I wish I were joking. Kentucky just passed a law that, as I understand it, gives state politicians ultimate say over all public library funds and what they go toward. The implication made by the supporters of the bill is that it will allow them to examine what books are on public library shelves or requested by readers and then block all library funding until the “problematic” titles are removed. A similar bill is being pushed in Idaho that would launch an investigation into public libraries of that state to find “problematic material” and remove it from the library (likely, from what I’ve gathered, along with punishments to the library and staff for offering such “problematic” literature).

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Invisible Censorship and Books

I made an interesting and alarming discovery a few weeks ago.

Like most authors, I happen to love reading books as well. Between my local library, the occasional purchase, and my Kindle, I go through a good number of them every year. I have my entire life. Sands, in my small-town library, if I happened to be around the librarians would sometimes ask me if I knew a book a patron was asking about. I read a lot.

So, naturally, I gravitate to places online that talk about books. Forums that offer book reviews, or book chats, etc etc.

It was on one of these forums that I discovered an extremely disturbing trend.

Let me catch you up. One of the book places I hung out at quite regularly—or did, before this discovery, which all but killed my interest in it—was a place for book recommendations. It was pretty simple and straightforward: One person posts what they’re looking for, be it a historical romance with specific traits, or just something like what they’d already read and enjoyed, like Dune. Then, participants could post replies listing, detailing, or talking about other books that the poster might be interested in.

Good idea, right? I sure thought so. And so I went to it. It was fun dredging my brain sometimes for lesser-known authors or books that someone might have missed, or thinking “Oh, what was the name of that book!” and digging back several years through my Goodreads list to find it.

It was pretty good … Or so I thought.

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Book Burning: Now Available Digitally

So by now, if you’ve got your focus enough on the book industry that you’ve got a decent feel for the pulse, you’ve probably heard a little about Amélie Wen Zhao. If not, well, here’s the basics of it.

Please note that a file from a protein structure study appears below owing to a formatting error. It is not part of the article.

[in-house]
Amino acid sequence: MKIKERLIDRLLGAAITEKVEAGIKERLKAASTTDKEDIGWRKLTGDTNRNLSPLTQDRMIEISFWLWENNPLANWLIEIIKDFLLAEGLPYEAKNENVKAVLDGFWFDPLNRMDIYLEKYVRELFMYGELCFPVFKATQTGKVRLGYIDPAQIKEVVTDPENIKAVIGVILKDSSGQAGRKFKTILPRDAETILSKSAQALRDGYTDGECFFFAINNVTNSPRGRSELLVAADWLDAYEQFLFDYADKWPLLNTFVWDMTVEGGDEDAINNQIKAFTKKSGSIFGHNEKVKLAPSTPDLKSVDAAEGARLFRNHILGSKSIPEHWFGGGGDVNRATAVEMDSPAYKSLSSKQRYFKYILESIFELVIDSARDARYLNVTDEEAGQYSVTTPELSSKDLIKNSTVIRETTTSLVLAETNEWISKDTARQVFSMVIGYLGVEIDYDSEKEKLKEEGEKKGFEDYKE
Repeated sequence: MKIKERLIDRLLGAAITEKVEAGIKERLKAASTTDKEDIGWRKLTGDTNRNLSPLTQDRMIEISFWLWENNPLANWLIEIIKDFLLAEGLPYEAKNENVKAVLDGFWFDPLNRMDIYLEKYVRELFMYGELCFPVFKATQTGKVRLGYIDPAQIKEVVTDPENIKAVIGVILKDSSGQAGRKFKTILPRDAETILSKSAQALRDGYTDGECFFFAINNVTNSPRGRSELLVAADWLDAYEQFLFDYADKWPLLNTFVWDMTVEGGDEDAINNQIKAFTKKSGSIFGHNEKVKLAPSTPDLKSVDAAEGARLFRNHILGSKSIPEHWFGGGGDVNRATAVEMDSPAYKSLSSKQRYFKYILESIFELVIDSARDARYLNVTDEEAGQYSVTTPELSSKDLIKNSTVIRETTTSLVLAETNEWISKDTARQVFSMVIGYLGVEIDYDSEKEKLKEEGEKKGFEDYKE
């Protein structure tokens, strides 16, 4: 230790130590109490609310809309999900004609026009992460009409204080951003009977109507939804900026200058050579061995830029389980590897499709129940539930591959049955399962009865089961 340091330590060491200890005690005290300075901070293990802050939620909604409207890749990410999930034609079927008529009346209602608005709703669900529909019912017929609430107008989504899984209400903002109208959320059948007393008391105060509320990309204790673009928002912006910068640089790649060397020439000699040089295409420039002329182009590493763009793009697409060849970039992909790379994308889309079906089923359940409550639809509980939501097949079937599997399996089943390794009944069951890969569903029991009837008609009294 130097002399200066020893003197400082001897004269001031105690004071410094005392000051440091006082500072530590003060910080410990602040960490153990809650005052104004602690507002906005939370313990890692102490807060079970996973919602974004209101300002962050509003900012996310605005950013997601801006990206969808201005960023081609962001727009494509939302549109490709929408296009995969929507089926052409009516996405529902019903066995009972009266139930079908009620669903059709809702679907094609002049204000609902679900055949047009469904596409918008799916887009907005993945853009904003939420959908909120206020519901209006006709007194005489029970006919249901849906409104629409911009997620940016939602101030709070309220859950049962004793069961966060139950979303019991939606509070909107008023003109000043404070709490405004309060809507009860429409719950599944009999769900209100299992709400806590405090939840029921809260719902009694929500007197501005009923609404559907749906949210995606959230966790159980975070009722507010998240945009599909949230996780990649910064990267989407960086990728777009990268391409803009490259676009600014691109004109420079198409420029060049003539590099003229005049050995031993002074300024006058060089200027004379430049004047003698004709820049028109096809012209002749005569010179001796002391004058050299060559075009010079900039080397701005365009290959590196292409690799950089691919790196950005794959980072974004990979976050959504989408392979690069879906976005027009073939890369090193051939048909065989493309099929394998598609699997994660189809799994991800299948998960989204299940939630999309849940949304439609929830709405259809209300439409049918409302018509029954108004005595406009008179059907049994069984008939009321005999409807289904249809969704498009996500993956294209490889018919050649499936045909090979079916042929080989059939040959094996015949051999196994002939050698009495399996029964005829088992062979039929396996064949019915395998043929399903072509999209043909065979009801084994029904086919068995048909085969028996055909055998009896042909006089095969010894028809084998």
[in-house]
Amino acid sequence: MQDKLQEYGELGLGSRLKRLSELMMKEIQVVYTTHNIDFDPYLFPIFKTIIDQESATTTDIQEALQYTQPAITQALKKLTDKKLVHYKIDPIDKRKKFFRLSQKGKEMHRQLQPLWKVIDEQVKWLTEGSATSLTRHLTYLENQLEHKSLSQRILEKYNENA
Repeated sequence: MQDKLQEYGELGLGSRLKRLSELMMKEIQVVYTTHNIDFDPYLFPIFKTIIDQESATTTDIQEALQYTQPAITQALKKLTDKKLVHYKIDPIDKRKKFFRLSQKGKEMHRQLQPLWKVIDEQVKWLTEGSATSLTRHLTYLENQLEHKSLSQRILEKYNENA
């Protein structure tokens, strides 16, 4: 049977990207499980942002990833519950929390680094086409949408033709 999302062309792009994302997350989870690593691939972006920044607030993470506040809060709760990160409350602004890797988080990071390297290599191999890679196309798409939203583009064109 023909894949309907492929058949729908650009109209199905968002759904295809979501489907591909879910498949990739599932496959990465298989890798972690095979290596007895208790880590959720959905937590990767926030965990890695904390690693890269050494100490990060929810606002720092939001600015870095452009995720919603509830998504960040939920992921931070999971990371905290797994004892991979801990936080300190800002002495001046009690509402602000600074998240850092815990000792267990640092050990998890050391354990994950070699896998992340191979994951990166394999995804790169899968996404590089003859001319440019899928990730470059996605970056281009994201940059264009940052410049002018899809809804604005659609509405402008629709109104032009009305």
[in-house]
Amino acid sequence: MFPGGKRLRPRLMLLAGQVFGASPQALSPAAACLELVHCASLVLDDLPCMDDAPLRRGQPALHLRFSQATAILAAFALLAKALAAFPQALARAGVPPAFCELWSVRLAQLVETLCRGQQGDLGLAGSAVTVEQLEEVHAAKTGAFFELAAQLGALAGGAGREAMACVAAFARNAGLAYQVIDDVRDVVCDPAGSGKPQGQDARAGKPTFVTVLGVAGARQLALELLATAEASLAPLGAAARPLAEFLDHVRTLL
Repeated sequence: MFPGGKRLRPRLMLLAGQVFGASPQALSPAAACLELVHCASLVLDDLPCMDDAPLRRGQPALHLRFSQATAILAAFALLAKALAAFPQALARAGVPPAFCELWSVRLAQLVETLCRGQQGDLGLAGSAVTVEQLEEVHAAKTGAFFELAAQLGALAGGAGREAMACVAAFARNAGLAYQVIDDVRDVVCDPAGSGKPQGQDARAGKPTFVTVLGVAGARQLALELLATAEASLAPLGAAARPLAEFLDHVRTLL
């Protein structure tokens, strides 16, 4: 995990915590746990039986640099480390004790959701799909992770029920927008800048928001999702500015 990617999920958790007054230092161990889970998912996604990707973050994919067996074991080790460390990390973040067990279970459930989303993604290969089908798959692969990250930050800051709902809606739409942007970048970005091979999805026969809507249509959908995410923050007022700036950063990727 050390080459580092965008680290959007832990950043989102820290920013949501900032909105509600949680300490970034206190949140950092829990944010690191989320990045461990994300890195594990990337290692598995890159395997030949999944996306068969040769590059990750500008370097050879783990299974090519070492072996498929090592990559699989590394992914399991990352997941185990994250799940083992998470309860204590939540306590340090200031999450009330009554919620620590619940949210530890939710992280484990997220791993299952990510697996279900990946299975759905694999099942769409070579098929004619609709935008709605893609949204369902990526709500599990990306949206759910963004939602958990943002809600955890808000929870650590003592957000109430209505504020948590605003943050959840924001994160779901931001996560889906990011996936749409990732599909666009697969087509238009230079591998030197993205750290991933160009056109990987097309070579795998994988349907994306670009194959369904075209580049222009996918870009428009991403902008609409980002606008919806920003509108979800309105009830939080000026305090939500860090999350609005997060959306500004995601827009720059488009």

Zhao was one of those individuals who wanted to be an author. So she worked hard, polished her craft, wrote a trilogy, and with a little (okay, a lot, it’s publishing) luck, got a publisher to bite for her first trilogy.

Note that I used the word “was” rather than “is” in that paragraph. That’s because Zhao no longer is. Why? Well, because the “eternally socially conscious” crowd descended upon her before her books had even been released, slamming her with one-star reviews and accusations of racism to the extent that she contacted her publisher and asked to please cancel the publication.

Why? What grave crime did this woman commit that could see her so hounded that she asked her publisher to cancel everything? Everything, mind, on the first of three books, which had already made it as an ARC to early reviewers where the feedback was averaging four out of five stars, no mean feat for a first release? What sort of horrible, socially unjust thing was she doing?

Actually it was two things. One was that she dared write a book where oppression was not based on skin color, but on something else. And, as one one-star Goodreads review put it, that ‘is just bad.’ Because clearly all oppression should be based on skin color, apparently. How dare Zhao write about people finding other ways to oppress people?

But second? She wrote about slavery, and she is not Black. Yes, you read that right. She was attacked for writing a book that had slavery in it because she’s Asian, and as such should not be allowed to write about slavery. Because clearly China  never had slavery or anything like that.

So yeah. In the face of mass harassment from these “socially minded” individuals (and sadly, even other authors), Zhao pulled her book, issued an apology, and backed out.